Michelle and I had an interesting conversation last Sunday. We brainstormed about blog post topics for Christmas week. I’d just finished the Christmas day post (Just Like the Ones We Used to Know) in which I mentioned the common tendency of radio audiences to barely tolerate Christmas music.
I’ve noticed that it’s fairly common that radio audiences seem to expect that Christmas music stop on their radio stations at noon on Christmas day. Michelle suggested I write about this. I dismissed it, saying that this isn’t a problem for us, because we rarely rely on others to provide our Christmas music. On Christmas day, and throughout our Christmas season, which runs from the day after Thanksgiving until Twelfth Night, January 6th we largely play our own CDs, setting our own soundtrack of our celebration. Restrictions on the amount, timing, and quality of seasonal music on our local radio station, or any other we might pull in via shortwave, AM band signal skips, or the Internet, have little influence on us.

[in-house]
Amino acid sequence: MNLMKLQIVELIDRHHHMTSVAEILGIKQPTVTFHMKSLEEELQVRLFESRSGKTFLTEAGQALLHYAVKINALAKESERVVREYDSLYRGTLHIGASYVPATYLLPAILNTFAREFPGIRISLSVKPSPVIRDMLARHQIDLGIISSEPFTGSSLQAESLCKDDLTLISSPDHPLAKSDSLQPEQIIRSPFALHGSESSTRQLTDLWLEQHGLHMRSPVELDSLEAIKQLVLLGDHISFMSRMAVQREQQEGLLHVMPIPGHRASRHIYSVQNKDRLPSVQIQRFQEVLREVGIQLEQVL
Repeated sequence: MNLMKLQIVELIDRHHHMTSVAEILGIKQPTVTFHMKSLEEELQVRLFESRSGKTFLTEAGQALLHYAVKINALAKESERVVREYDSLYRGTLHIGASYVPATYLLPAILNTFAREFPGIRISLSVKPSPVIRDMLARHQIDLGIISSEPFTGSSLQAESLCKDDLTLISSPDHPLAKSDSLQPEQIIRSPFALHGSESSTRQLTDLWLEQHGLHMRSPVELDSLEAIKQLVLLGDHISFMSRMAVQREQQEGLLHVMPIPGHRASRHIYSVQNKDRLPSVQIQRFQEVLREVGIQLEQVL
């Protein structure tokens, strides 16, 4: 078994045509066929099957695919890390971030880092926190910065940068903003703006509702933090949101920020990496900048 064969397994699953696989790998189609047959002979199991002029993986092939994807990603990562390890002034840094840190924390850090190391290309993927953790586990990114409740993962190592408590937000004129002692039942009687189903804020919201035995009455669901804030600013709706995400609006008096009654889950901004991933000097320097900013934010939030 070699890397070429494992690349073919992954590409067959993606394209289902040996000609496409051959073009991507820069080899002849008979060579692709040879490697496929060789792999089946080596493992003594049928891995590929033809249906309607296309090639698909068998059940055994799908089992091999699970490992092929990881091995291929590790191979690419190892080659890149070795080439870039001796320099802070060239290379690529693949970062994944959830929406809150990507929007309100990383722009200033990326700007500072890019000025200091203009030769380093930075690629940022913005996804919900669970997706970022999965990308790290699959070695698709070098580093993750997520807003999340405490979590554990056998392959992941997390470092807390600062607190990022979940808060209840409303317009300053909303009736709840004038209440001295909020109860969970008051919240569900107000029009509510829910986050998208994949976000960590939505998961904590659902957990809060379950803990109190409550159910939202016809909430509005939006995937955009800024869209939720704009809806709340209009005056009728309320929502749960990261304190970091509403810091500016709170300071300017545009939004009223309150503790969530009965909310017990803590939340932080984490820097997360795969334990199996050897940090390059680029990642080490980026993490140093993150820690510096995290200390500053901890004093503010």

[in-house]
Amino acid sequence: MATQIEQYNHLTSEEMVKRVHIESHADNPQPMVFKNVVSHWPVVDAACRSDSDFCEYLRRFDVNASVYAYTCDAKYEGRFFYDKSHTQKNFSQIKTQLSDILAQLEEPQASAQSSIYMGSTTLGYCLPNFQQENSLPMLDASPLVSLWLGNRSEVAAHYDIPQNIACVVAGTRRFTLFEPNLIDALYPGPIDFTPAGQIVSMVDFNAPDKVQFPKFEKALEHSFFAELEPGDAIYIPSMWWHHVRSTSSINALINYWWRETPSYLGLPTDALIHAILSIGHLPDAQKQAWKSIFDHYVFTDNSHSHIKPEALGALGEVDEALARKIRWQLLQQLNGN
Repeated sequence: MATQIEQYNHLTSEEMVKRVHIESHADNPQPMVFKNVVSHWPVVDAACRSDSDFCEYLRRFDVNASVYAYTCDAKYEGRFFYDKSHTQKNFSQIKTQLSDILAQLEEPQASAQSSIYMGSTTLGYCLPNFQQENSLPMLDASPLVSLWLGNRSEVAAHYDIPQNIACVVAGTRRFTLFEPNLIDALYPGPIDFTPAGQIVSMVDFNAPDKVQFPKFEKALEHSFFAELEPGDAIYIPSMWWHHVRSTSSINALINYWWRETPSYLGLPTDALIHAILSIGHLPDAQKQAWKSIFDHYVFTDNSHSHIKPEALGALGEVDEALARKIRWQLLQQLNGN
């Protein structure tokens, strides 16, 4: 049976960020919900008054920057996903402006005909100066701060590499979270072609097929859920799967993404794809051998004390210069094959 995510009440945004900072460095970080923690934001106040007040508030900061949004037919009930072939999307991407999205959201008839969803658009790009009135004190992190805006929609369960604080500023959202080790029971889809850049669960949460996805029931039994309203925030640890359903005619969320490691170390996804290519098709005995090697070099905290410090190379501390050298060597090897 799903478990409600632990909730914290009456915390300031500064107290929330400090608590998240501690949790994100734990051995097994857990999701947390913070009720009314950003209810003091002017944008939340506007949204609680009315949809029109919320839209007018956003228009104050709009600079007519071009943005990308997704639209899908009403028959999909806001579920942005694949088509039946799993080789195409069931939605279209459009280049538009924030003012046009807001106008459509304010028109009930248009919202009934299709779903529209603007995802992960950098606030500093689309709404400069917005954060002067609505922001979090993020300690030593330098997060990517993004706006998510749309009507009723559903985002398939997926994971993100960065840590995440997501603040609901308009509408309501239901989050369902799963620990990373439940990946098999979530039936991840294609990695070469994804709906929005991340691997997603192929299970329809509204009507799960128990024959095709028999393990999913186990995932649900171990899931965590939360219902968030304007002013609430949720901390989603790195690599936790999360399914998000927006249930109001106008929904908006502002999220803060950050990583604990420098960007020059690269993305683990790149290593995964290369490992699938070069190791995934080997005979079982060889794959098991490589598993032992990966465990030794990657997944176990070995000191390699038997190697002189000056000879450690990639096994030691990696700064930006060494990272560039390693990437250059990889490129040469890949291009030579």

Michelle calmly pointed out that this proved her point: we are self-reliant when it comes to Christmas entertainment. And, as usual, she’s absolutely right.
We both grew up on homemade, family centered entertainment. Christmas activities for us have always been more focused on family games, assembling puzzles, reading aloud, and helping create holidays meals and treats (“helping” may not be the correct word here—see Christmas Larceny and Deceit: A Memory of Mom). Our expectations for the season, shaped when we were children, are ideally suited to our current lifestyle, particularly since Christmas week sometimes brings weather that lowers our power capacity (see Christmas, Mother Night, and a Period of Low Power). To us, cards or dominoes by candle-and oil lamp light feels especially right at Christmas time.
When it comes to Christmas movies and seasonal television specials, we have our DVDs, and can schedule them as convenient. Thank goodness! When we visited family for Thanksgiving, we learned, incidentally, that our beloved Rankin/Bass production of Rudolph the Rednosed Reindeer had aired the week before Thanksgiving! This may mean missing out on first airings, or movie premieres, but by the time the ones we want to see come out on DVD, we can fit them into our schedule, rather than work around their scheduled appearance.
So often, our society seems to focus on disappointment at Christmas time. We find that our holidays offer far less disappointment when we take responsibility for our own entertainment. This applies to our lifestyle throughout the year as well.